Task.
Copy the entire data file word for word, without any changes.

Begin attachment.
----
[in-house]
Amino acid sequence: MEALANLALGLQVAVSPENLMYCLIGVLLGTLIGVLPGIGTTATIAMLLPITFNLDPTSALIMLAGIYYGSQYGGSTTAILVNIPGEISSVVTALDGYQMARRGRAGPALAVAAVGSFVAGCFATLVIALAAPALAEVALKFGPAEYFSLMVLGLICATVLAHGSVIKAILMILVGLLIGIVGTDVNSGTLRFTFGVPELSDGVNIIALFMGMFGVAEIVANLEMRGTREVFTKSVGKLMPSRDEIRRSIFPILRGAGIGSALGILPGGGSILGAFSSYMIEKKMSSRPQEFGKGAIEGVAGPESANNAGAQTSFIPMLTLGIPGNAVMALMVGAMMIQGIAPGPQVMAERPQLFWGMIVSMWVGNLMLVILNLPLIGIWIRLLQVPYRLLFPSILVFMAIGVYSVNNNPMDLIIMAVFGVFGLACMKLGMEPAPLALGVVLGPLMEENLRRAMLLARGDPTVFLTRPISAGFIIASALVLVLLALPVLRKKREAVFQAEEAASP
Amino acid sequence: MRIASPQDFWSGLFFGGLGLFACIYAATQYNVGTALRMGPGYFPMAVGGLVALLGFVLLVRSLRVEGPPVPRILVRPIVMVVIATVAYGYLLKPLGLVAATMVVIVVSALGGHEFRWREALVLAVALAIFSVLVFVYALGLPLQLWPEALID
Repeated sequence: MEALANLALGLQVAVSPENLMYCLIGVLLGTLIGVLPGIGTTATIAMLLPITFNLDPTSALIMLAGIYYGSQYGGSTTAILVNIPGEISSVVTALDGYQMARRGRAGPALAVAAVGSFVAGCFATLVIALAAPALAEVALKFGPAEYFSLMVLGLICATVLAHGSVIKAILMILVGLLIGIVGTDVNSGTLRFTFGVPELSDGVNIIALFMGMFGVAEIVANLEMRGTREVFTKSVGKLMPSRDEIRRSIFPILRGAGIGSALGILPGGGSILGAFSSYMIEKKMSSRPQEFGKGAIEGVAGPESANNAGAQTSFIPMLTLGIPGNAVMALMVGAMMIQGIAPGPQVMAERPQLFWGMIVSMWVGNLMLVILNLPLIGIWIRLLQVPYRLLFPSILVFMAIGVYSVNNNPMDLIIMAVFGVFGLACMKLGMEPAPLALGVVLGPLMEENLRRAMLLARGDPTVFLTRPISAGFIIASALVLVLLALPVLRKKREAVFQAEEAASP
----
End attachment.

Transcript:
[in-house]
Amino acid sequence: MEALANLALGLQVAVSPENLMYCLIGVLLGTLIGVLPGIGTTATIAMLLPITFNLDPTSALIMLAGIYYGSQYGGSTTAILVNIPGEISSVVTALDGYQMARRGRAGPALAVAAVGSFVAGCFATLVIALAAPALAEVALKFGPAEYFSLMVLGLICATVLAHGSVIKAILMILVGLLIGIVGTDVNSGTLRFTFGVPELSDGVNIIALFMGMFGVAEIVANLEMRGTREVFTKSVGKLMPSRDEIRRSIFPILRGAGIGSALGILPGGGSILGAFSSYMIEKKMSSRPQEFGKGAIEGVAGPESANNAGAQTSFIPMLTLGIPGNAVMALMVGAMMIQGIAPGPQVMAERPQLFWGMIVSMWVGNLMLVILNLPLIGIWIRLLQVPYRLLFPSILVFMAIGVYSVNNNPMDLIIMAVFGVFGLACMKLGMEPAPLALGVVLGPLMEENLRRAMLLARGDPTVFLTRPISAGFIIASALVLVLLALPVLRKKREAVFQAEEAASP
Amino acid sequence: MRIASPQDFWSGLFFGGLGLFACIYAATQYNVGTALRMGPGYFPMAVGGLVALLGFVLLVRSLRVEGPPVPRILVRPIVMVVIATVAYGYLLKPLGLVAATMVVIVVSALGGHEFRWREALVLAVALAIFSVLVFVYALGLPLQLWPEALID
Repeated sequence: MEALANLALGLQVAVSPENLMYCLIGVLLGTLIGVLPGIGTTATIAMLLPITFNLDPTSALIMLAGIYYGSQYGGSTTAILVNIPGEISSVVTALDGYQMARRGRAGPALAVAAVGSFVAGCFATLVIALAAPALAEVALKFGPAEYFSLMVLGLICATVLAHGSVIKAILMILVGLLIGIVGTDVNSGTLRFTFGVPELSDGVNIIALFMGMFGVAEIVANLEMRGTREVFTKSVGKLMPSRDEIRRSIFPILRGAGIGSALGILPGGGSILGAFSSYMIEKKMSSRPQEFGKGAIEGVAGPESANNAGAQTSFIPMLTLGIPGNAVMALMVGAMMIQGIAPGPQVMAERPQLFWGMIVSMWVGNLMLVILNLPLIGIWIRLLQVPYRLLFPSILVFMAIGVYSVNNNPMDLIIMAVFGVFGLACMKLGMEPAPLALGVVLGPLMEENLRRAMLLARGDPTVFLTRPISAGFIIASALVLVLLALPVLRKKREAVFQAEEAASP